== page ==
TAMIL NADU

State official hits back at AAG

THIRUVANANTHAPURAM DEC. 24. Referring to the forest cases routinely being lost in the courts by the State Government, the former Forest Secretary, Bharath Bhooshan, today said a "thorough cleaning of the Augean stables has become highly overdue."

Addressing a press conference here, Mr. Bhooshan said the cleaning operations should cover not only the State Government's mechanism for conducting the forest cases, but also the system being followed in deciding the posting of officials. Sensitive areas should be placed under officers with proven integrity, he said.

Mr. Bhooshan said he was forced to address the media since the Additional Advocate General (AAG), V. K. Beeran, had levelled certain grave charges against him by calling a press conference in Kochi recently. He said he had sought and received permission from the Government to address the media.

Mr. Bhooshan said the whole issue should be seen in the context of the widely discussed controversy about the existence of an alleged nexus between the forest mafia and Government advocates and officials in the State.

There are even High Court verdicts giving graphic accounts of the way this ``nexus'' operated to decimate the forests. Various committees of the State Legislature also have commented on the phenomenon. From what he had learned during his tenure as the Forest Secretary, this phenomenon was still continuing, he said.

He said one accusation against him was that he had insisted on seeing an affidavit prepared by the Advocate General's (AG's) office on his behalf (in his capacity as the then Forest Secretary) in the sensational strong room robbery case in Palakkad last year and had made changes in it.

"Since this affidavit had to be signed by me, I was well within my rights to insist on seeing it," he said, adding that the Law Secretary too had supported his position.

The draft of the affidavit was sent to him and he had suggested certain changes pertaining to some unsubstantiated charges against a forest officer, he said.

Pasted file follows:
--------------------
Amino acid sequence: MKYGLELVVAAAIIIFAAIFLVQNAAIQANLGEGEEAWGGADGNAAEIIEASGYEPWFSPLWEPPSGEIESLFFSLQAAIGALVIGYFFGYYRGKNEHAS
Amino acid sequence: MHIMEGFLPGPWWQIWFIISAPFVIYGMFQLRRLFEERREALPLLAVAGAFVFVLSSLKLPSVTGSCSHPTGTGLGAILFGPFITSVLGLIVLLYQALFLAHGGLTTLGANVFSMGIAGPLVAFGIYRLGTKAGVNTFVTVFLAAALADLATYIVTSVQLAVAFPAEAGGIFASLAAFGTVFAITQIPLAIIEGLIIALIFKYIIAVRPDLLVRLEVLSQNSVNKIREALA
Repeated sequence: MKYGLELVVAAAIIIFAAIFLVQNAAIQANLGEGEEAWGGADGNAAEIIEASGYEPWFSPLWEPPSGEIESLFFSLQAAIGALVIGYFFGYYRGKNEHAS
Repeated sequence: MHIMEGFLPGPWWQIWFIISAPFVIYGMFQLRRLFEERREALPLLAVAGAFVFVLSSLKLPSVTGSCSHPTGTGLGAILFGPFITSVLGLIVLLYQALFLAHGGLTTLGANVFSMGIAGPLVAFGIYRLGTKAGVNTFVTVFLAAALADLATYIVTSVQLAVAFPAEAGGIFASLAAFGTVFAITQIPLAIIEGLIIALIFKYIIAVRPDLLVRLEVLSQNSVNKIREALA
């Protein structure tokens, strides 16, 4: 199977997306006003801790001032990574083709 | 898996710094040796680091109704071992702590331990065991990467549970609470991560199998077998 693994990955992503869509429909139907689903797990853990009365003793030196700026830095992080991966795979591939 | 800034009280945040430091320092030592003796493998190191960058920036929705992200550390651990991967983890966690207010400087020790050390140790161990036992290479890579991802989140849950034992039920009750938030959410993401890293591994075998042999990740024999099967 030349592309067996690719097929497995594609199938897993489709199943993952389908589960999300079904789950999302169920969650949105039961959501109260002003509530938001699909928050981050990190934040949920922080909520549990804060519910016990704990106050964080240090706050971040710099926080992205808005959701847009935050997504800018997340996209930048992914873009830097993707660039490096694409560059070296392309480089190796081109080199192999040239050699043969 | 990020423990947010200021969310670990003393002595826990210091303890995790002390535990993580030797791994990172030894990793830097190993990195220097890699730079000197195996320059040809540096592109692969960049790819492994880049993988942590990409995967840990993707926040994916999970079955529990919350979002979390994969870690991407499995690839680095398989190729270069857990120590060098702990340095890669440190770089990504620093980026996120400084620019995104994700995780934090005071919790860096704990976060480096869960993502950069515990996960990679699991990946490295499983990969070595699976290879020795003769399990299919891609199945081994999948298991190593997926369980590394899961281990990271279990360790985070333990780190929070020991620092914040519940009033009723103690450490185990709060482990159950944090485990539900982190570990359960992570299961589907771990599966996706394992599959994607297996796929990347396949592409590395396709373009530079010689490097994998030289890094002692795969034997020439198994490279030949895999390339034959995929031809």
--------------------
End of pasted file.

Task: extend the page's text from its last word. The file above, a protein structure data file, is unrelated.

The second charge was that the changes suggested by him were meant to save the accused. "Which accused is Mr. Beeran referring to? The strong room robbery case was investigated by three agencies: the State police, the Crime Branch of the State police and now the CBI. As far as I know, none of these agencies had named any person as the accused in this case. The only thing that has happened in this case is the suspension of 12 officials on charges of dereliction of duty," he said.

Mr. Bhooshan said the AAG's reference, apparently, was about the former Flying Squad Divisional Forest Officer of Palakkad, Shamsul Huda, who was one of the suspended officials for "failing to gather intelligence about the strong room theft".

"I know Mr. Huda as an efficient investigator, but for whom certain notorious cases like Pancharakolli tree-felling would not have come to light. In several other cases like Periya tree-felling also, his reports formed the basis for the action initiated by the Government," Mr. Bhooshan said.

"Somehow, whistle-blowers have a way of inviting on themselves all sorts of calamities in our system. The fate of V.K. Francis, who saved Mathikettan from the land-grabbers (only to go on suspension for more than a year), is known to everyone. Mr. Huda found frequent transfer orders served on him and he had got back to Palakkad after fighting a case against the latest of the transfers in the court. I had reasons to suspect that the stand taken in this case (strong room theft) by certain responsible people was not meant entirely to protect the interests of the Government," Mr. Bhooshan said.

He said he did not mean to say the system worked one way when the UDF was in power and another way when the LDF was in charge of the Government. "The pattern survives political changes in the Government," he said.

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